Slow Food Nation: Whole Foods to pay up for tomatoes

Benitez of the Coalition of Immokalee Workers says deal imminent with Whole Foods

I’m a lame blogger when it comes to breaking news at conferences, when my brain typically reaches explosion point with all the information zooming in. I should have live-blogged this Saturday, while I was taking in Slow Food Nation’s “Toward a new, fair food system” panel: Coalition of Immokalee Workers leader Lucas Benitez revealed that Whole Foods is on the verge of agreeing to pay an extra penny per pound for the Florida-grown tomatoes it buys. As part of its “Campaign for Fair Food,” CIW is urging all major corporate buyers of Florida tomatoes to agree to the extra-penny-per-pound deal. …

A few thoughts on an amazing event — and a recipe for a delectably slow-cooked pasta sauce

Say cheese: a sample of Slow Food Nation’s Taste Pavilion. Photo: Russ Walker It’s going to take me more than just a few days to fully understand the effects and implications of the first Slow Food Nation, held in San Francisco over Labor Day weekend. The brain power on display was impressive enough: Wendell Berry, Vandana Shiva, Michael Pollan, Winona LaDuke, Carlo Petrini, Raj Patel, Eric Schlosser, and other luminaries took center stage at panels. Add to that the myriad of other events and mind-blowing food, and you get a truly unforgettable event for the thousands who attended. Despite the …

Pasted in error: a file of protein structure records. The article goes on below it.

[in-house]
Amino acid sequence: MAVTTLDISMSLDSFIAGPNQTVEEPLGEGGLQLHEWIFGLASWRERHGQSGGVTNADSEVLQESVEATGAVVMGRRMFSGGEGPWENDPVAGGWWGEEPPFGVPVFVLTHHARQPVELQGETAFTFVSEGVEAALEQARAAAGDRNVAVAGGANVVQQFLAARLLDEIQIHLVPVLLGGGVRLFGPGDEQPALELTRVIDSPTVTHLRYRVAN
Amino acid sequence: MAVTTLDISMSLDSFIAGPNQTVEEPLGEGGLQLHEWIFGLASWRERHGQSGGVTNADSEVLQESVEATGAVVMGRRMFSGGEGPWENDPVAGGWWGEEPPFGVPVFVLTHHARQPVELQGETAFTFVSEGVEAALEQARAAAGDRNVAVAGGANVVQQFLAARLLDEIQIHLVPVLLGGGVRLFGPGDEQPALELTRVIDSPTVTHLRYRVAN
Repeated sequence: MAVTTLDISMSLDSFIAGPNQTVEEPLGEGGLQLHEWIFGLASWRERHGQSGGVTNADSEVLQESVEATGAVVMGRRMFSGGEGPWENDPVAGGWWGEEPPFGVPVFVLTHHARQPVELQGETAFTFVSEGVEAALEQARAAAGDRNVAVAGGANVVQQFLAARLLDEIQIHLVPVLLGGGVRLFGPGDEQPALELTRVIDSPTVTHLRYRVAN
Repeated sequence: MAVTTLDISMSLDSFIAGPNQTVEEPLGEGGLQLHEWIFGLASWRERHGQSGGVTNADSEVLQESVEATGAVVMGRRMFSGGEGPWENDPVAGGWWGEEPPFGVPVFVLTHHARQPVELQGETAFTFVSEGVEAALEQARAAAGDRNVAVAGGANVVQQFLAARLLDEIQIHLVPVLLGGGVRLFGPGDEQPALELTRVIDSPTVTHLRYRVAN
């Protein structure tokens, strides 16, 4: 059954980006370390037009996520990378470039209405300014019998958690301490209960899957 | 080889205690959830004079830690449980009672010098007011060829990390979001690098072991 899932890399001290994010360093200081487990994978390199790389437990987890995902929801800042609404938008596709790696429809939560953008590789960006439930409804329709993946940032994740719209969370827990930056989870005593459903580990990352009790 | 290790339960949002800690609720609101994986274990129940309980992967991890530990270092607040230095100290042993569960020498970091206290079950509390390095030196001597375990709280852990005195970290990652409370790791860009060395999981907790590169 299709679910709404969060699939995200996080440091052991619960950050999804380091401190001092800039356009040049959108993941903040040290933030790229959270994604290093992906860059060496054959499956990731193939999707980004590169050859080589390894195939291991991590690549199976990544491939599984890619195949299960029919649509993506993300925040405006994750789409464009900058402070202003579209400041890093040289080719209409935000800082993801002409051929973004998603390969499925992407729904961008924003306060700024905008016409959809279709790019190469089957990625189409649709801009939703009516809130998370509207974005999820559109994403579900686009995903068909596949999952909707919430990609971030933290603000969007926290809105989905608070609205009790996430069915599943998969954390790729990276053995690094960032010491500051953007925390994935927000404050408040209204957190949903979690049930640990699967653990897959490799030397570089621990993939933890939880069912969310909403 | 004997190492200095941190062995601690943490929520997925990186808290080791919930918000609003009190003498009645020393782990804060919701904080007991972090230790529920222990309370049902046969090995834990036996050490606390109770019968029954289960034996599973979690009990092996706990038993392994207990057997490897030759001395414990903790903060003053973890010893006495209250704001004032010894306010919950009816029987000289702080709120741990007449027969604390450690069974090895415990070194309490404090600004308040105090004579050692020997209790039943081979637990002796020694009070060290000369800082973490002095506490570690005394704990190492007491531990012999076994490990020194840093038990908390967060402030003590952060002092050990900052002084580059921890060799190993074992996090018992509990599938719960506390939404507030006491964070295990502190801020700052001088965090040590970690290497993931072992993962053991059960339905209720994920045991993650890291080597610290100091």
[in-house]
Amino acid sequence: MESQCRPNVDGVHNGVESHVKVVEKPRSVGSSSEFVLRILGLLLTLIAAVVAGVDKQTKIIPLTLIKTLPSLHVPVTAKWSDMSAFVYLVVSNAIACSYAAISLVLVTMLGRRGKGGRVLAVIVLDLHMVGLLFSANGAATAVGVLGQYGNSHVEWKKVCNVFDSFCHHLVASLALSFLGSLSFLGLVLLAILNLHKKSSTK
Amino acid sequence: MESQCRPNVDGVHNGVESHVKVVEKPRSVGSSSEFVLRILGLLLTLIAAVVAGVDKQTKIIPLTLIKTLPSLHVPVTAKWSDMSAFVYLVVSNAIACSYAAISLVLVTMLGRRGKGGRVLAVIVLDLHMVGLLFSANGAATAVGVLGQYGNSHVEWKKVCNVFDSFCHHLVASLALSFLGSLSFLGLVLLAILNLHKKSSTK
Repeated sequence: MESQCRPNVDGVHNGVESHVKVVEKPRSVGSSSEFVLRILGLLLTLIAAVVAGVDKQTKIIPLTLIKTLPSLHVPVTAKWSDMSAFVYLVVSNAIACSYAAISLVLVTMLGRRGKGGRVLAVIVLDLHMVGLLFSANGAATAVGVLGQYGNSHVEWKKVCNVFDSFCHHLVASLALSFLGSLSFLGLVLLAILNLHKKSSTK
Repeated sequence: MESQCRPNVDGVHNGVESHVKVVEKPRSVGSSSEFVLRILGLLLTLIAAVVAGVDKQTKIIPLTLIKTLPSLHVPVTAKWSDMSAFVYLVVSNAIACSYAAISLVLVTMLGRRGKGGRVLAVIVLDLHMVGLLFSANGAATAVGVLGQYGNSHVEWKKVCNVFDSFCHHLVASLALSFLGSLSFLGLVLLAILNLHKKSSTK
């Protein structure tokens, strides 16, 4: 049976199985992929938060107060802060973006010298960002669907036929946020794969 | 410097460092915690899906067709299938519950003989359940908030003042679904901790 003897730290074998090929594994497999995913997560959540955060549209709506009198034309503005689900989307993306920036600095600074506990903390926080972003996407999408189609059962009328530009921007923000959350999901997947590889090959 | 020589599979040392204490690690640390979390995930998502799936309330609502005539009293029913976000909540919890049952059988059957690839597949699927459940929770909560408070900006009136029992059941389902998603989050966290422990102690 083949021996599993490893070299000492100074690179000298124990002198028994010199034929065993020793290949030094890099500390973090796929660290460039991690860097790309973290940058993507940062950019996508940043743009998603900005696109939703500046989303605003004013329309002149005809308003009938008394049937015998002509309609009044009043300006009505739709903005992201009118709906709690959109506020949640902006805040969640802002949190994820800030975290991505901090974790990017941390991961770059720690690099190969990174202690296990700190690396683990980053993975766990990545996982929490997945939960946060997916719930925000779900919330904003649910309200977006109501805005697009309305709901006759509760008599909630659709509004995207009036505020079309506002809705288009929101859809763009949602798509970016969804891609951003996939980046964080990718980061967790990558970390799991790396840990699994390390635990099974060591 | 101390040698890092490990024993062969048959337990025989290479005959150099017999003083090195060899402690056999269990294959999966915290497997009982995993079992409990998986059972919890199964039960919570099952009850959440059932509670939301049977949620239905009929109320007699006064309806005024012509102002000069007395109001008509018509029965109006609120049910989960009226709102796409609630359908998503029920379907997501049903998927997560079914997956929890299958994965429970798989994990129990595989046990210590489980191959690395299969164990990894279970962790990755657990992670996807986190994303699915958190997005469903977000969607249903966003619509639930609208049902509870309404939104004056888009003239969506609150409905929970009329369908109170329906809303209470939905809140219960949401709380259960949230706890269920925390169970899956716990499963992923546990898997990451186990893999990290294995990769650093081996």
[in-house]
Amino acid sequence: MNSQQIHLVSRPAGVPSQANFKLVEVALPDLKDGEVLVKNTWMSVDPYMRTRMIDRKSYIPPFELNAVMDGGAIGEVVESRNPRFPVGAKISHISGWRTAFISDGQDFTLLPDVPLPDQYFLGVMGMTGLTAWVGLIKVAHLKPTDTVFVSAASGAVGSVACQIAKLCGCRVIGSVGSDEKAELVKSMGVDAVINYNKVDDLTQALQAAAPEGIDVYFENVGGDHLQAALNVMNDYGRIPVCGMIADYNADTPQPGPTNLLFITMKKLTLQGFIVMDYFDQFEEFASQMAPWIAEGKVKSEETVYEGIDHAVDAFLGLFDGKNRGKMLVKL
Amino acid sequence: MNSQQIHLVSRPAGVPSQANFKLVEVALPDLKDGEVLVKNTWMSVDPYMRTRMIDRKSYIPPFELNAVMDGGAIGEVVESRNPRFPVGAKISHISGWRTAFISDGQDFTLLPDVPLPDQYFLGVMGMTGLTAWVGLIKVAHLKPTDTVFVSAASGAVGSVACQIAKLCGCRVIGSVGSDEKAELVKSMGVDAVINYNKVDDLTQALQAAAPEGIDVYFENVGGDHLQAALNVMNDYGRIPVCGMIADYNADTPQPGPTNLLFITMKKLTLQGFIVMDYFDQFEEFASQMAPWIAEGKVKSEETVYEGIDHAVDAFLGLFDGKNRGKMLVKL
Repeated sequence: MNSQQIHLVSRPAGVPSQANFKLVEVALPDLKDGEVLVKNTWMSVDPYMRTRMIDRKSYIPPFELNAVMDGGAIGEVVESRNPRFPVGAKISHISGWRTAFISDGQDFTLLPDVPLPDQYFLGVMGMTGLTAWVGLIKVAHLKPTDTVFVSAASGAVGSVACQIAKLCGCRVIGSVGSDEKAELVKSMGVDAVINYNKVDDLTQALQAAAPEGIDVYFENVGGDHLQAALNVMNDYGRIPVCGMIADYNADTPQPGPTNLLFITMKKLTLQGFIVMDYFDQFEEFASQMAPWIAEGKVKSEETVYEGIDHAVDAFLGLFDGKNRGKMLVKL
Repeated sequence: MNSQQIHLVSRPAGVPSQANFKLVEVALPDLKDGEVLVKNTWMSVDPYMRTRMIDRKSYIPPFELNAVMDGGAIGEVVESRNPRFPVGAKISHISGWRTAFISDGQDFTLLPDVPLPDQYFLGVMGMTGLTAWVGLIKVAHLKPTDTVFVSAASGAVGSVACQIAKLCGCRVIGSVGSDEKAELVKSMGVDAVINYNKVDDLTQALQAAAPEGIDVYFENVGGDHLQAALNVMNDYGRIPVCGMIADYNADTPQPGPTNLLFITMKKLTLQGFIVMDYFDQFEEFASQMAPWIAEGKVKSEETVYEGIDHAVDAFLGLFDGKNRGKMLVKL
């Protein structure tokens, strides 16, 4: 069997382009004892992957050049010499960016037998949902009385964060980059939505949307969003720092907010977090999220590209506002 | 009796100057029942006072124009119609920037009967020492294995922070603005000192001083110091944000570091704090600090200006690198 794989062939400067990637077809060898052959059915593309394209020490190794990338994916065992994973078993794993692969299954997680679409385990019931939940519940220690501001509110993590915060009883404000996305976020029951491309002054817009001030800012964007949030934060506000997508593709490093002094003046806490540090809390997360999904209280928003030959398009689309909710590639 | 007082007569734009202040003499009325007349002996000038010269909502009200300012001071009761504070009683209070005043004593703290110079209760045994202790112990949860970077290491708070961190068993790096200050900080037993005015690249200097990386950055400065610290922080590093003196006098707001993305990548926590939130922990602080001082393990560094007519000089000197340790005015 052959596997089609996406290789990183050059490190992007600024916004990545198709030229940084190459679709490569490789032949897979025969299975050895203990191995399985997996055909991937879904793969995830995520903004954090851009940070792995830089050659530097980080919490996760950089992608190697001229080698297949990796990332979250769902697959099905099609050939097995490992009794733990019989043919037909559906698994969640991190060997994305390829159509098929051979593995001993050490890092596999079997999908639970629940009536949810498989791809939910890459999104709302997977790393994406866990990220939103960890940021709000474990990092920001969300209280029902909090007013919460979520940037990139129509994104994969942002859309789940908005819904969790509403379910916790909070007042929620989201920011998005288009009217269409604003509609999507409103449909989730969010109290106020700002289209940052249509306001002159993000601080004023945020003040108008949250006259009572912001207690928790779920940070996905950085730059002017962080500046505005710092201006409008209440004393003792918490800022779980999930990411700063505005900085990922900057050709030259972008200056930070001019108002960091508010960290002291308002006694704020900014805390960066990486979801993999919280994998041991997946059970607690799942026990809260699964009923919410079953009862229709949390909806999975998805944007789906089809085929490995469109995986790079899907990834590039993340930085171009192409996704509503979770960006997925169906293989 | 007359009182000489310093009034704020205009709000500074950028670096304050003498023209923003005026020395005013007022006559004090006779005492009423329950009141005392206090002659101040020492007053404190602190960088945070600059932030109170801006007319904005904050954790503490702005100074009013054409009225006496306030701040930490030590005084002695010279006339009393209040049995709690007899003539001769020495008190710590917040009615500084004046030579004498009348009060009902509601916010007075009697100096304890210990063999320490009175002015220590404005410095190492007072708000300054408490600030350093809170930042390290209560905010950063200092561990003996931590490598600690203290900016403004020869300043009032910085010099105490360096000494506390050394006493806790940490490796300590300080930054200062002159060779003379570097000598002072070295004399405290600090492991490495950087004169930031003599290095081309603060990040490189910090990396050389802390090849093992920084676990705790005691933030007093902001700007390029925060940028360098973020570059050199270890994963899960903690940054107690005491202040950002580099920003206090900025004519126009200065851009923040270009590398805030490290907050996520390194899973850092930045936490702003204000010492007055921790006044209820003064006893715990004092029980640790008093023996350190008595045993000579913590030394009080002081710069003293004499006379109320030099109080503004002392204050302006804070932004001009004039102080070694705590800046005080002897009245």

Under pressure from Big Canned Tuna, FDA lax in mercury regulation

Under strong pressure from Big Canned Tuna, the Food and Drug Administration is crazily lax in regulating mercury in tuna. Among many examples: In 2000, a draft advisory to pregnant women listed canned tuna as a product highly contaminated with mercury; after FDA officials met with the three largest tuna companies, the final advisory left tuna off the list. When the FDA’s fish mercury guidelines were revised in 2003, canned light tuna was put in the low-mercury group — mainly, according to an FDA official, “in order to keep the market share at a reasonable level.” The FDA doesn’t require …

Slow Food Nation: Farmworkers at the table

Schlosser: Food industry abuses workers as matter of course

Of all the panels I attended at Slow Food Nation’s series, the most powerful for me was the one convened by Eric Schlosser on creating a “new, fair food system.” It featured labor-rights advocates from California and Florida — the poles of industrial fruit-and-veg production in the U.S. Working conditions get little play in sustainable-agriculture discussions. Organic standards make no mention of labor practices; and when foodies swoon over heirloom tomatoes or a fabulous wine, they’ve learned to obsess over where the fruit was grown — but they rarely consider the folks who actually picked it. Schlosser — author of …